The Paytient team is in Las Vegas this week for HLTH 2022. This year's four-day event features key industry stakeholders across the health ecosystem talking about everything from advancing health equity and the power of partnerships to digital disruption and value-based care.
HLTH is a fantastic opportunity to build connections and develop relationships with like-minded folks at the premier health innovation event. Our team appreciates any opportunity to work together with the leading minds in healthcare to push boundaries and help people access and afford care.
The conference is packed with disruptors and trailblazers working to reshape the spectrum of health, offering attendees a wealth of useful information. In this blog post, we’re sharing some of our key takeaways from HLTH 2022. Here are a few highlights of what we’ve seen and heard at the conference.
The Transformative Power of Data
Leveraging data was the focal point of a great session featuring Centene CEO Sarah London and Salesforce Chief Health Officer Fatima Paruk. London and Purak discussed how Centene is working to address major concerns like health equity and access to care — particularly how Centene is using technology and data to transform healthcare.
London shared that data is a critical part of any organizational transformation, with the healthcare ecosystem particularly relying on data to help drive better results for everyone from patients to payers.
“Data is the lowest-cost way of having a huge impact,” she said.
The discussion also touched on who can be a caregiver and what is “care,” with London saying she feels both of those terms could be redefined in the coming years as healthcare continues to evolve.
Designing Benefits to Meet Diverse Needs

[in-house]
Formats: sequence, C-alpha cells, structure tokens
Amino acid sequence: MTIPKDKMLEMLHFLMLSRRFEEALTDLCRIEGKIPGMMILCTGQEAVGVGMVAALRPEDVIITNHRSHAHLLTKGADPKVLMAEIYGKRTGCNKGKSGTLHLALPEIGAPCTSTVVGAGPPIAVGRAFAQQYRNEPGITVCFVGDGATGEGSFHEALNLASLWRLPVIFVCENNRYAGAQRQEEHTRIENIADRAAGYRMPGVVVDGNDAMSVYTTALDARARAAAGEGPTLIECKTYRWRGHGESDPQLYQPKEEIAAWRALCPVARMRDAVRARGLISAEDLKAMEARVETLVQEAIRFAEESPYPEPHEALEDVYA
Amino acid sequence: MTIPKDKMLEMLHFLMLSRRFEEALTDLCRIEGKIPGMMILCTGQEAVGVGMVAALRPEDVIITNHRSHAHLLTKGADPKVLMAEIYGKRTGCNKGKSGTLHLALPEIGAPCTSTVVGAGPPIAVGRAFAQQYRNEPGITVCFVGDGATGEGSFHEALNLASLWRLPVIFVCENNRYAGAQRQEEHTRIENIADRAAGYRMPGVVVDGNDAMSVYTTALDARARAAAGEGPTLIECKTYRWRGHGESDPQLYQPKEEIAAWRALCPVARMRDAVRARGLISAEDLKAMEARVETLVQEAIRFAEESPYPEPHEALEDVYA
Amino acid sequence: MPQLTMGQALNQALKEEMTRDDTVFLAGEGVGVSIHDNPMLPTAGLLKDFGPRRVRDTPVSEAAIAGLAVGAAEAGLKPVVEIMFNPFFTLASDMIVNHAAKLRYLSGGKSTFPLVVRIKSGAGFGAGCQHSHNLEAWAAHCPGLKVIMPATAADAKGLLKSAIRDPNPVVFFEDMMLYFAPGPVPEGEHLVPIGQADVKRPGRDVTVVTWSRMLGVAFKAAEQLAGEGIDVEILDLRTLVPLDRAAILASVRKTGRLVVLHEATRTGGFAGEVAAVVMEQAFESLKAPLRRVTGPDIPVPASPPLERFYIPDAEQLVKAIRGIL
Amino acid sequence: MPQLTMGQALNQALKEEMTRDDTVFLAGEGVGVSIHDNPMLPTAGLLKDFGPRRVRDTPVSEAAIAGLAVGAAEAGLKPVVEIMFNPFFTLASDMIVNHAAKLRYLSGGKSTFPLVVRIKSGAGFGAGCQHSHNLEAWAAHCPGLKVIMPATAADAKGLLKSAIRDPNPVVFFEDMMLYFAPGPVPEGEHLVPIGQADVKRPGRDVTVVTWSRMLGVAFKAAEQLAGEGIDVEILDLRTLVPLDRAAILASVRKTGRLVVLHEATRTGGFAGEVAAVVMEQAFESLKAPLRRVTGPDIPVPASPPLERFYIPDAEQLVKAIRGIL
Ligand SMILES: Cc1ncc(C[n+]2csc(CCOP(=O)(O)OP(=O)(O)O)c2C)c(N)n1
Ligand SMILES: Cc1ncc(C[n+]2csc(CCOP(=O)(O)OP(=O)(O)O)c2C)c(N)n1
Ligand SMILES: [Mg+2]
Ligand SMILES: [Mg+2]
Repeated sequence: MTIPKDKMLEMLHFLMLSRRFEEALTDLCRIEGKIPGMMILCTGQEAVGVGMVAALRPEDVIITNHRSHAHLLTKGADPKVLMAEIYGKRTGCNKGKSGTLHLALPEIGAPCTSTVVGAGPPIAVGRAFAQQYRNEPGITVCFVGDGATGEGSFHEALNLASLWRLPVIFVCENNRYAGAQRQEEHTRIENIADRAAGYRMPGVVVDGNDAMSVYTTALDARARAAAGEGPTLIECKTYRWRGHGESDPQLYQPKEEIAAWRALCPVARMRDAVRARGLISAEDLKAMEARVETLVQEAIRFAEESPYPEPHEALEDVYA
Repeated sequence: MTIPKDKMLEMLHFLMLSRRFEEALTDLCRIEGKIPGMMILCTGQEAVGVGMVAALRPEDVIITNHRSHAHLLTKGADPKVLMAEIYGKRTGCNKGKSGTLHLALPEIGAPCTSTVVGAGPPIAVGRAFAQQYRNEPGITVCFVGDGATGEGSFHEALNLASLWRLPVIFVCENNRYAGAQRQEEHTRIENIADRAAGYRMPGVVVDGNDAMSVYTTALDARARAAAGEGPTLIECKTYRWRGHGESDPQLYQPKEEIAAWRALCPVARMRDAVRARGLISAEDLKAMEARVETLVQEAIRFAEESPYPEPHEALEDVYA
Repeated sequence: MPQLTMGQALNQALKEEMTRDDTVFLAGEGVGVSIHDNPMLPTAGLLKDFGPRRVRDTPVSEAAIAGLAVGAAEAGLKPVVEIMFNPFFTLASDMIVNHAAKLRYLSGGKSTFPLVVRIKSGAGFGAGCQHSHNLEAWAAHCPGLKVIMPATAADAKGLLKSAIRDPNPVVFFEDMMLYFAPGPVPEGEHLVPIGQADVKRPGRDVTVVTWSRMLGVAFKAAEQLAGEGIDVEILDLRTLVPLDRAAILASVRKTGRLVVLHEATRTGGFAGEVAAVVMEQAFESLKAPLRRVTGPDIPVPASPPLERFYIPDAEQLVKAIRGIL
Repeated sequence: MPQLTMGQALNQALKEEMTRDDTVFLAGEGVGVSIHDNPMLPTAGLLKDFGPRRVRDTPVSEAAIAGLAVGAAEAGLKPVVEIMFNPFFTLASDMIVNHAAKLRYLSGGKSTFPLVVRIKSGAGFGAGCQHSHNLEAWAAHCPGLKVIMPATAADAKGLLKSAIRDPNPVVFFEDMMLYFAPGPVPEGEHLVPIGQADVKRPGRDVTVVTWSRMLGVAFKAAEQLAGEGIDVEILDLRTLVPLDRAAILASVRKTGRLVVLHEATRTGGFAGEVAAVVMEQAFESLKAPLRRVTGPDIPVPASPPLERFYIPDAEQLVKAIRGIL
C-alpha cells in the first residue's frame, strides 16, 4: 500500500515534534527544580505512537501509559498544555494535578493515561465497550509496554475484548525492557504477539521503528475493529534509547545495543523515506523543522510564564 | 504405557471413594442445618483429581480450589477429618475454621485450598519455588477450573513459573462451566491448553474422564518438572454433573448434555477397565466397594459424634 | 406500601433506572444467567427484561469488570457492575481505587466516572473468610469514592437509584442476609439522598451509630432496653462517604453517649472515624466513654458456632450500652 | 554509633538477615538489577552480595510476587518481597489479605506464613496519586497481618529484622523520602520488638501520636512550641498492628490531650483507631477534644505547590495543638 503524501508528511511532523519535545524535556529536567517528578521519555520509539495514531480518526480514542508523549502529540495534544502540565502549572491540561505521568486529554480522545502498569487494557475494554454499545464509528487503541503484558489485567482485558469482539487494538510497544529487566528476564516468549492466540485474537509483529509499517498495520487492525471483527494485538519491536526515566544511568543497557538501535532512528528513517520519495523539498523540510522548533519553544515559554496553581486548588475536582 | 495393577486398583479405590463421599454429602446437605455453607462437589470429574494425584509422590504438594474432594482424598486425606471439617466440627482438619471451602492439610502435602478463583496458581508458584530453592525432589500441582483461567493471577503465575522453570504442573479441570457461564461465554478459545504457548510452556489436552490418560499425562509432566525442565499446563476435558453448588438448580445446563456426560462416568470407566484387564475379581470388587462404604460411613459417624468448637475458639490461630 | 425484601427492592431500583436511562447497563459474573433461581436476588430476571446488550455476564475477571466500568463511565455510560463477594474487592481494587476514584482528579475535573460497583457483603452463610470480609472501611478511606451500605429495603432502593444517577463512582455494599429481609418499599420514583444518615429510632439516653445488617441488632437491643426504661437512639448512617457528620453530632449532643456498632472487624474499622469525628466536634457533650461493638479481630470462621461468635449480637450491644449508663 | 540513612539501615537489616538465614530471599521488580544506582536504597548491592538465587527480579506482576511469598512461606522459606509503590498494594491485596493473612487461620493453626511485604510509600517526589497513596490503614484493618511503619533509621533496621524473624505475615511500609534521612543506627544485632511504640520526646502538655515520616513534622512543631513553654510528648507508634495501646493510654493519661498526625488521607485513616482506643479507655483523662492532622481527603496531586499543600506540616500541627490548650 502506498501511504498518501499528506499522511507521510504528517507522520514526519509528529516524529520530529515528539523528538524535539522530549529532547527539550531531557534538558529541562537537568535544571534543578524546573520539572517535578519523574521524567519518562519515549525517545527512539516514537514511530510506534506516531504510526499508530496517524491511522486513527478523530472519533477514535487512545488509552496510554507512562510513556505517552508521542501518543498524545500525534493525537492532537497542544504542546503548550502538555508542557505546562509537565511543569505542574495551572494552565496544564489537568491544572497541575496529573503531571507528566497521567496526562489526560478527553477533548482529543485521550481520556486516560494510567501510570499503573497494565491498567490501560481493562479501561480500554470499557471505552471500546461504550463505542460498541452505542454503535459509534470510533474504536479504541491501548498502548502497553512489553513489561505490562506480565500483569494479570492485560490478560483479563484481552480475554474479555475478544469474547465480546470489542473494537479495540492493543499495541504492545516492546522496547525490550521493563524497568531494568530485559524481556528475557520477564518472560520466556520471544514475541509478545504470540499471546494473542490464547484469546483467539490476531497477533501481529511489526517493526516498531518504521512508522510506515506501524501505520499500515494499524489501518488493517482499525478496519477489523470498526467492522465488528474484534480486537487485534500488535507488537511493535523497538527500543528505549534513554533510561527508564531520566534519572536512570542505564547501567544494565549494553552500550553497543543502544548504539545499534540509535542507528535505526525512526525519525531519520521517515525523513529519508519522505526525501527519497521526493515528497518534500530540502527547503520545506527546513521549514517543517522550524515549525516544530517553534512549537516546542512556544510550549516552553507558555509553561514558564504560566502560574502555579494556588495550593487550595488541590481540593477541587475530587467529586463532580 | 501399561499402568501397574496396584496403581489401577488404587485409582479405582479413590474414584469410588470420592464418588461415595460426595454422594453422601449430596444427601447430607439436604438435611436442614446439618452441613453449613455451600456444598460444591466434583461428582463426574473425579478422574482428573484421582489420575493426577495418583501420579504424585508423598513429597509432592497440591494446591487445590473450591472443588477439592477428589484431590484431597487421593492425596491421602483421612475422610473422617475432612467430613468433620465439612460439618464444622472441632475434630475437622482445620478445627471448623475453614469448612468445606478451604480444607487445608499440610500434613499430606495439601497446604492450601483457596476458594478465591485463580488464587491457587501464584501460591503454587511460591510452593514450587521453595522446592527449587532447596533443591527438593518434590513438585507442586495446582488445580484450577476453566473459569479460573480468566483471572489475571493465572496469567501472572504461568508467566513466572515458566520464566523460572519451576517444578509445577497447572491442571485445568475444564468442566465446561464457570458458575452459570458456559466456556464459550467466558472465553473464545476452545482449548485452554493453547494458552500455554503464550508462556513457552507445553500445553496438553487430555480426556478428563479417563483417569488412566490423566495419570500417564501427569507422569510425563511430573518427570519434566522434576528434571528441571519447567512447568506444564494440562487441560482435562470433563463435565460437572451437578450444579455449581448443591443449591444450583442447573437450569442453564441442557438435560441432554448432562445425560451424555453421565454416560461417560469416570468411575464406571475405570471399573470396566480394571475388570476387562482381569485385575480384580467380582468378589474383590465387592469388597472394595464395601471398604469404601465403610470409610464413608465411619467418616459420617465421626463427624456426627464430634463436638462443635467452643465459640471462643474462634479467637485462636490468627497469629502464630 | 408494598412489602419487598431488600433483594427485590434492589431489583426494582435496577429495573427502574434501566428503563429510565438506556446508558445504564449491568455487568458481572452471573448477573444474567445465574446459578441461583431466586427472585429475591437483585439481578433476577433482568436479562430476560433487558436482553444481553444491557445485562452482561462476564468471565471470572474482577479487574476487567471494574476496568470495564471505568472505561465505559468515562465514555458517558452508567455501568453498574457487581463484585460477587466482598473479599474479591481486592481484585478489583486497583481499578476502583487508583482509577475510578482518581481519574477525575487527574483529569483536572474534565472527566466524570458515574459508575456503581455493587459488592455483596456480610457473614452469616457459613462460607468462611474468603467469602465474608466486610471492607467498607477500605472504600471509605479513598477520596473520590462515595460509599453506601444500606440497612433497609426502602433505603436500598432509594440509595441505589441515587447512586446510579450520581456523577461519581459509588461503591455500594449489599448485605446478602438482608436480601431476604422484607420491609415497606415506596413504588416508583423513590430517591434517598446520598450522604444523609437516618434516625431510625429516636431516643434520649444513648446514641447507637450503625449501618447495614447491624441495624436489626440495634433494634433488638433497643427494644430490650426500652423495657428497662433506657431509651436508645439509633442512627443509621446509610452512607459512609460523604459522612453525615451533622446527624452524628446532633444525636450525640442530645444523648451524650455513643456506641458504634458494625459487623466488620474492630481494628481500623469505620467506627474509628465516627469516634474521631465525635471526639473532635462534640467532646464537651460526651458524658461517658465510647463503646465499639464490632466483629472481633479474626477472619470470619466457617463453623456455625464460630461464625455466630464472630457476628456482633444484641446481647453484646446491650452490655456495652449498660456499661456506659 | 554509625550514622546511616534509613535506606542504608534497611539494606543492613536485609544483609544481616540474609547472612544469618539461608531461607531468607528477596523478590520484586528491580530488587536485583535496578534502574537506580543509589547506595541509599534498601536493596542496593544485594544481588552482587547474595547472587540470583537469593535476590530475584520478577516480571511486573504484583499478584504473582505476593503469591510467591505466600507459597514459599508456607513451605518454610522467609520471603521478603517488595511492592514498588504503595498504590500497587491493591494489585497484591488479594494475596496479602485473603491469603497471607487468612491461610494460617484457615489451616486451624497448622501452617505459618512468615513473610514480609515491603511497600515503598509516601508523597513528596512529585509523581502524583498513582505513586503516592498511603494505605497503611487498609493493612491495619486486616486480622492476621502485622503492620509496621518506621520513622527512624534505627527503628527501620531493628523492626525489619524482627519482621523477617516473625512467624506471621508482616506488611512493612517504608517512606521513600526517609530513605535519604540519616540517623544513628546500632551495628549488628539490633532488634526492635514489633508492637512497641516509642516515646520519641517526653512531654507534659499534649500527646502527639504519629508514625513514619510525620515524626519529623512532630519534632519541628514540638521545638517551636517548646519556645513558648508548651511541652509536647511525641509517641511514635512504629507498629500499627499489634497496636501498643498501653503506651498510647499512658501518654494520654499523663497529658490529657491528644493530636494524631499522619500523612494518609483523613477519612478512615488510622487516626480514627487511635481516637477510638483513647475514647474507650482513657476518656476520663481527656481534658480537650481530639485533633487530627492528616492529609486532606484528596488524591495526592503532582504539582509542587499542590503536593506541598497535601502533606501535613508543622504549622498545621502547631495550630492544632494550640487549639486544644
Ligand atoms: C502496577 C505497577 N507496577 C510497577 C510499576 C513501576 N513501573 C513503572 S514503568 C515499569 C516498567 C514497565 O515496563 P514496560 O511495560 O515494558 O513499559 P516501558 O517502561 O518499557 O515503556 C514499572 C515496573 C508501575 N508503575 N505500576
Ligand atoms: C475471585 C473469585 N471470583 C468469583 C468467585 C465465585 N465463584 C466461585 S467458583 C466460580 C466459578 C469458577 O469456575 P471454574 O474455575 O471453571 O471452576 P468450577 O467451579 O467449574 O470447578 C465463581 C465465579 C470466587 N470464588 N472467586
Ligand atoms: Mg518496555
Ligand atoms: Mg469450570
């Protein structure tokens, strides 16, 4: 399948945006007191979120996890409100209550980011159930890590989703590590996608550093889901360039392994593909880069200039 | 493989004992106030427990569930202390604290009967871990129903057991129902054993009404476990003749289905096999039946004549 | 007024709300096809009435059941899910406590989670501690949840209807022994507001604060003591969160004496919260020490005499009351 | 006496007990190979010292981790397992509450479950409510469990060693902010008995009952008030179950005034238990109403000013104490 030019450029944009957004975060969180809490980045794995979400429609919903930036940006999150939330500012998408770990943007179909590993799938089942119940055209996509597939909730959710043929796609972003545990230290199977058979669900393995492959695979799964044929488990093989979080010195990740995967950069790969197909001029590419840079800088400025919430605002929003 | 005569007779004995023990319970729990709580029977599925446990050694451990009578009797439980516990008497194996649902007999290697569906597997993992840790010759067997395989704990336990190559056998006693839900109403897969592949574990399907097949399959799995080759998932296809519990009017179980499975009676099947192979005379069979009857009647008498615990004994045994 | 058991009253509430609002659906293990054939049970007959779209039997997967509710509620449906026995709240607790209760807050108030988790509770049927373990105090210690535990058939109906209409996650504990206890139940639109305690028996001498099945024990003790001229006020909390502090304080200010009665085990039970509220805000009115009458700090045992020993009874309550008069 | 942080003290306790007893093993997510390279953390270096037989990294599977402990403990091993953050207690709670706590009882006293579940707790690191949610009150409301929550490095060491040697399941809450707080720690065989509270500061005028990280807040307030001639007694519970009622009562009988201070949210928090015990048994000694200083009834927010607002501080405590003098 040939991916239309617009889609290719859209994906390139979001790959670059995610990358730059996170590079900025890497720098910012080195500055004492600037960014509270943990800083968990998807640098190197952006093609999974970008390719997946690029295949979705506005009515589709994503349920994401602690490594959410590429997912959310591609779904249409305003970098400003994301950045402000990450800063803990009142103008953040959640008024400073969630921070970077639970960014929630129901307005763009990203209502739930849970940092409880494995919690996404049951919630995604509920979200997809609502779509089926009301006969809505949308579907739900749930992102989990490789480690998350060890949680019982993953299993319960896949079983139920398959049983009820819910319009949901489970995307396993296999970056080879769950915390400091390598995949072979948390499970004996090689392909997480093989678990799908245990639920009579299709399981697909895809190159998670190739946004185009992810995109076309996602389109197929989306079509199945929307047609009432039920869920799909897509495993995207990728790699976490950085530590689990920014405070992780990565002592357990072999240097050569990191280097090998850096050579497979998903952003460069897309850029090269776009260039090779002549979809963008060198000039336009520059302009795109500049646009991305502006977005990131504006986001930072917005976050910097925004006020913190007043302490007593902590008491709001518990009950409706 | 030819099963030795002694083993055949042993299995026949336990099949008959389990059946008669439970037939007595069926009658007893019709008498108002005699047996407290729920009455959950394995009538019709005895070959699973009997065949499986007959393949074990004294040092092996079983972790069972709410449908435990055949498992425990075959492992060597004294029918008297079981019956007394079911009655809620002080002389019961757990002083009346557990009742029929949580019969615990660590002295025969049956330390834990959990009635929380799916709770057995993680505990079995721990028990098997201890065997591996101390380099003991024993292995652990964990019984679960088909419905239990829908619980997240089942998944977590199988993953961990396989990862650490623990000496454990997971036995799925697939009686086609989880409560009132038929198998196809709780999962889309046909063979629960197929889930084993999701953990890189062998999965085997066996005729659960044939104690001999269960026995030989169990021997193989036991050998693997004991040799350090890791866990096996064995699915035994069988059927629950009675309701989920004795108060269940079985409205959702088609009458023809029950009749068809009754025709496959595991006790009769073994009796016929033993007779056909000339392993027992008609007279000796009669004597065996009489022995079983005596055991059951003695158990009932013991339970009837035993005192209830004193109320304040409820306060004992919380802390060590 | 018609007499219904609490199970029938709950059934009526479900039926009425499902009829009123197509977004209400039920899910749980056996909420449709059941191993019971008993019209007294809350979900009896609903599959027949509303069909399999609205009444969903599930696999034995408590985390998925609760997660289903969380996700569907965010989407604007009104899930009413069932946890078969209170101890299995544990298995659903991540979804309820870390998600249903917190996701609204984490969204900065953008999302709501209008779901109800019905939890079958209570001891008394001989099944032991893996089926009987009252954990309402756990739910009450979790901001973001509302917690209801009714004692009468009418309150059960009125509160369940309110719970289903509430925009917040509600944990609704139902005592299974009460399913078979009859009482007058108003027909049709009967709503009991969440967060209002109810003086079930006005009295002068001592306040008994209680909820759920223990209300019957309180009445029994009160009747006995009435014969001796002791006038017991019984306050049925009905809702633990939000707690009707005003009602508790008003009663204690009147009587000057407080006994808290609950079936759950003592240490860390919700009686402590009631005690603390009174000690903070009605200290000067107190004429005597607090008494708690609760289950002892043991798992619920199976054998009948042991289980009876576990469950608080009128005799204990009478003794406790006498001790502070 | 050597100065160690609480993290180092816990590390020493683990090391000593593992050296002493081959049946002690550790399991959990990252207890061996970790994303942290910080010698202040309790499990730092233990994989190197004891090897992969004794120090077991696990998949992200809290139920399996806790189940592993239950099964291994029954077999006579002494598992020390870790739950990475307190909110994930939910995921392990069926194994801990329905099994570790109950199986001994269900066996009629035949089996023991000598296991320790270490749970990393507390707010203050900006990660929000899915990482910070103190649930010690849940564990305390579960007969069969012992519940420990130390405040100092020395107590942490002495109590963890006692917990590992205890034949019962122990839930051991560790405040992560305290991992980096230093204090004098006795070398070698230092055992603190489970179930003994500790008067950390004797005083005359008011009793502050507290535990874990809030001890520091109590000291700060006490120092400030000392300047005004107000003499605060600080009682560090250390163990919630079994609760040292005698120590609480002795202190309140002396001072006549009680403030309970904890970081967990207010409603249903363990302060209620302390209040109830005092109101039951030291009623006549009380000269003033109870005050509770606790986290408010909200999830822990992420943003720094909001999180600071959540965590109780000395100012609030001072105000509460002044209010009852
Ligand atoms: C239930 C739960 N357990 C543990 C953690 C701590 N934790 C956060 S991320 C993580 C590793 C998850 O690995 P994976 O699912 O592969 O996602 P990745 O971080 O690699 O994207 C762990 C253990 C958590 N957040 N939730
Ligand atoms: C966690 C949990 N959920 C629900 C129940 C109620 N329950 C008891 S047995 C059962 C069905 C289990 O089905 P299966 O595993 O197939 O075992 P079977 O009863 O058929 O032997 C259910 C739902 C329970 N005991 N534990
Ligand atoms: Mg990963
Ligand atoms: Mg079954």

While diversity is an integral part of our social fabric, workplaces don’t always account for it when designing their benefits. Representatives with Accenture, H&R Block, and CarMax came together to discuss how employers can ensure their people programs help all employees find success and advancement at work.
When it comes to redesigning benefits for a more diverse employee base, Accenture learned by listening to its team members.
Julie Wilkes, the company’s well-being, resiliency, and disability senior manager, said employees are largely looking to their employers to take care of the things that matter to them.
“Our goal is to be a company that is loved by our people, our clients, and in the world,” Wilkes said. “How do we allow them to fall in love not just with our work, but with how we’re treated?”
Lindsey Lanzisero, H&R Block’s VP of total reward and HR systems, pointed toward Belonging@Block as one of many initiatives the company has embraced to elevate its talent and culture. She also said the company has spent more time perfecting how it communicates its benefits offering to employees.
“Way too often we write communications as benefits professionals, and it doesn’t make any sense to the layperson,” Lanzisero said. “We’ve taken a huge effort to completely rewrite our benefits microsite. Simple language helps people understand their benefits.”